There are countless things that might bring a person happiness or contentment and, therefore, success. But one thing that is true of them all: they are dependent on how we feel about ourselves internally.
Now, you might claim — with refreshing honesty — that for you, it’s not about feeling right on the inside, that you actually just want outward, worldly success. “No, really,” you say, “I just want praise and money and fame.” That’s fine. It’s still internal.
Whether you believe it or not, your internal, personal experiences are what have led you to define success the way you have and to believe certain things will bring you that success — that happiness and contentment. Whatever those things are, no matter how external they may seem, how separate from your personal psyche, it is your personal, internal beliefs and experiences that defined them.
Taking that premise then, you have to realize that you will never be truly happy until you are okay with yourself internally. Something about what you’ve seen, heard, read, experienced tells you that outward praise, money, and fame will bring you happiness. Why? What will praise, money, and fame make YOU feel about YOURSELF? And what leads you to believe that? You’re looking for something there. And it’s personal. If you can figure out what it is before you seek it out, you’ll be much more likely to take the right path to find it, and much less likely to be disappointed when you get there.
To put a point on it: If you get to the what, you might discover that it doesn’t actually satisfy your why. But if you get to your why, you might realize that you don’t even need the what.
This is the hardest of the three, especially if we are really bad at #2, because we usually can’t quite put our finger on what it is about our desires that we think will make us happy. We don’t know what our why is. If that’s the case for you, then I would recommend two things: start a line-a-day gratitude journal and practice daily mindfulness meditation.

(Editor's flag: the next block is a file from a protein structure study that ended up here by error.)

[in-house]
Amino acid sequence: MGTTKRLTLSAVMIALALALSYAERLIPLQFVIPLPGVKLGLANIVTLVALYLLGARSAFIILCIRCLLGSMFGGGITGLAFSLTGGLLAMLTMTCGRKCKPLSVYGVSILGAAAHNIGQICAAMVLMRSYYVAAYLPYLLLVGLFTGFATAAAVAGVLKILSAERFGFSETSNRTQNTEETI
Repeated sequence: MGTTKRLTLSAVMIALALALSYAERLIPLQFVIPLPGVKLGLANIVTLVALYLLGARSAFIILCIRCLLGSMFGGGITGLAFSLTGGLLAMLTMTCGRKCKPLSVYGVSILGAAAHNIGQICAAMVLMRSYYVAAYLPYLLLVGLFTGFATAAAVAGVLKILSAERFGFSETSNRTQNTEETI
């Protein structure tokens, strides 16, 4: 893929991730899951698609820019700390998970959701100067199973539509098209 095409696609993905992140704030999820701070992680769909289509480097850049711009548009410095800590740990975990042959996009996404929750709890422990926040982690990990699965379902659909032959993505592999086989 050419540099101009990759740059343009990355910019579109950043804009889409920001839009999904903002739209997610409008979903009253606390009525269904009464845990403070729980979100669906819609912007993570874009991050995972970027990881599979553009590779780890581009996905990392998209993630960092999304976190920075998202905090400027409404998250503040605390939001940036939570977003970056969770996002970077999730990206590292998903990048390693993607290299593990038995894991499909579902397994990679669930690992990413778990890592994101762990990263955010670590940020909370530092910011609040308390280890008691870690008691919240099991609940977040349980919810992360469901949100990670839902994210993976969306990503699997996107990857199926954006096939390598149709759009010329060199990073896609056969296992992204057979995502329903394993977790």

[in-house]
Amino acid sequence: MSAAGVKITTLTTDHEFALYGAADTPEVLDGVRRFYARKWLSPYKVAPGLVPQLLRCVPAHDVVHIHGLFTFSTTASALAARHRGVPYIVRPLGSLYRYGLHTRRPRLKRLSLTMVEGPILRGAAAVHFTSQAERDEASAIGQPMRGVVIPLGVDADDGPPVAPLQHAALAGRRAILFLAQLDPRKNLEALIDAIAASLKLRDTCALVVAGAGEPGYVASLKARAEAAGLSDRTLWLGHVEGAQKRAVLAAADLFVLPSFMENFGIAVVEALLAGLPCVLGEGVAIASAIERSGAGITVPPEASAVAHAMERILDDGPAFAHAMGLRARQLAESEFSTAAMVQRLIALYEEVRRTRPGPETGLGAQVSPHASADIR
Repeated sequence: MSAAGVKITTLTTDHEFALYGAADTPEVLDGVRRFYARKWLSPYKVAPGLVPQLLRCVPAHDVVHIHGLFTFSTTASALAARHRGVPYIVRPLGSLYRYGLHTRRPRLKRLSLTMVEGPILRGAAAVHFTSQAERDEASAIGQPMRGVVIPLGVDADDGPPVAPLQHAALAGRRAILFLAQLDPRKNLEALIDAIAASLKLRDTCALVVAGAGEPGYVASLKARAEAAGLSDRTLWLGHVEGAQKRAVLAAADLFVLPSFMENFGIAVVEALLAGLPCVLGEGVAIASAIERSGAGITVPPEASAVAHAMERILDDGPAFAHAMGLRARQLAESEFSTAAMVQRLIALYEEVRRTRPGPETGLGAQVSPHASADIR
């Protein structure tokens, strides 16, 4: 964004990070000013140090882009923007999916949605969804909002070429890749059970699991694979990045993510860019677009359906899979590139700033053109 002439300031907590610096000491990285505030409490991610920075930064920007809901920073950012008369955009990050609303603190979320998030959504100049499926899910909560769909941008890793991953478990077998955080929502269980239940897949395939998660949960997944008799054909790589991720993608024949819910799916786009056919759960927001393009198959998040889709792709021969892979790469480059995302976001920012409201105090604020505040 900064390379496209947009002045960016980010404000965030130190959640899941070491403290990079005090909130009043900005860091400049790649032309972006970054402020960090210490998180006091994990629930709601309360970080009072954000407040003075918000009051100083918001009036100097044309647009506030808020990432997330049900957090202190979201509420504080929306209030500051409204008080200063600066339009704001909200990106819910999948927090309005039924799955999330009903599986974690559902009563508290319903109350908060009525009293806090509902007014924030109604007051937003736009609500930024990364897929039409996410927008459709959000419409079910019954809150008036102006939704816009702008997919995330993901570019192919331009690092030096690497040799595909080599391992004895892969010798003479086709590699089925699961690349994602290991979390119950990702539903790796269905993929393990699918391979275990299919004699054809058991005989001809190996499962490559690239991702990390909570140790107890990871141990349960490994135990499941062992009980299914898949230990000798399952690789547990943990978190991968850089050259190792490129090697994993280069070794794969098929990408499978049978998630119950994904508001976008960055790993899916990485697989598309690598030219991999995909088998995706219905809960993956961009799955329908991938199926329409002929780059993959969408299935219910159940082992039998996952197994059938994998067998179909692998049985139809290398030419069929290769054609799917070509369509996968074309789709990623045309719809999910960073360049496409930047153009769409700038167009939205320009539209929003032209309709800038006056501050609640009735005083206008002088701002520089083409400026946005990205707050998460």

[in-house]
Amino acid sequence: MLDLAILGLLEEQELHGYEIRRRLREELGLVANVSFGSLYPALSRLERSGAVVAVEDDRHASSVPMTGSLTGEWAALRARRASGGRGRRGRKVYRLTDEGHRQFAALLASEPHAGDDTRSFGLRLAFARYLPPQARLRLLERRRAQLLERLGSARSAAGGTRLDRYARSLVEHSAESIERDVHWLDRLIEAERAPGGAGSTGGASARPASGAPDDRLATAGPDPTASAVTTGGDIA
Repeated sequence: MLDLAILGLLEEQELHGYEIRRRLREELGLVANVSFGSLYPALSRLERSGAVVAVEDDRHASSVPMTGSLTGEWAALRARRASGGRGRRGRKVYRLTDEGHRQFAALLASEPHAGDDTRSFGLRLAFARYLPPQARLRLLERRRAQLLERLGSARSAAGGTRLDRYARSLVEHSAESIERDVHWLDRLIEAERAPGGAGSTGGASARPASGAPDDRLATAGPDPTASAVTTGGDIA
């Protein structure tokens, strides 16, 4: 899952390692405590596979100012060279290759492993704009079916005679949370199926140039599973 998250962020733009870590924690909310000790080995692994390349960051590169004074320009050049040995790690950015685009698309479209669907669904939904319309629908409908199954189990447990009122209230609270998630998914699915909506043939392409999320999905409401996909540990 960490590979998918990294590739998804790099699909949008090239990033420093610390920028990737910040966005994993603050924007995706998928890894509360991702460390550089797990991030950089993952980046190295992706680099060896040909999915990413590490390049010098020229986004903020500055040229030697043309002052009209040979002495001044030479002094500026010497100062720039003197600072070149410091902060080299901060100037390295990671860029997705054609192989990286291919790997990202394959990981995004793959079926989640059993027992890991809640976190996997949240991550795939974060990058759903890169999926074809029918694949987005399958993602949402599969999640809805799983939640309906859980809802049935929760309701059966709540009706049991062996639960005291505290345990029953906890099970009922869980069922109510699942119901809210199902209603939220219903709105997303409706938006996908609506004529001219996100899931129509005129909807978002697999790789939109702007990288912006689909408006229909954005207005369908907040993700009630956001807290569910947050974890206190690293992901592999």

Stopping once a day to think sincerely about what you are grateful for that day will help you pinpoint what it is that brings you the most happiness. And stopping once a day to be present through mindfulness will help you hone the ability to be grateful in the moment, so you’ll be better at finding something to write down in that gratitude journal.
The internal is hidden even from ourselves at times. We need clues to find out what it actually wants. These two practices are ways to get those clues. And there are many other ways as well (pay close attention to what makes you angry, examine your fears, get an outsider’s perspective on your experiences, do a priority sort, go for daily walks, etc.).
No matter your process, you have to get to the bottom of not just what you’re looking for but why you’re looking for it. If not, you may just end up realizing (possibly too late) that it wasn’t a white rabbit that you were looking for after all; it was just yourself. Yourself being alive and awake and alright. And that usually comes from different sources than we would expect.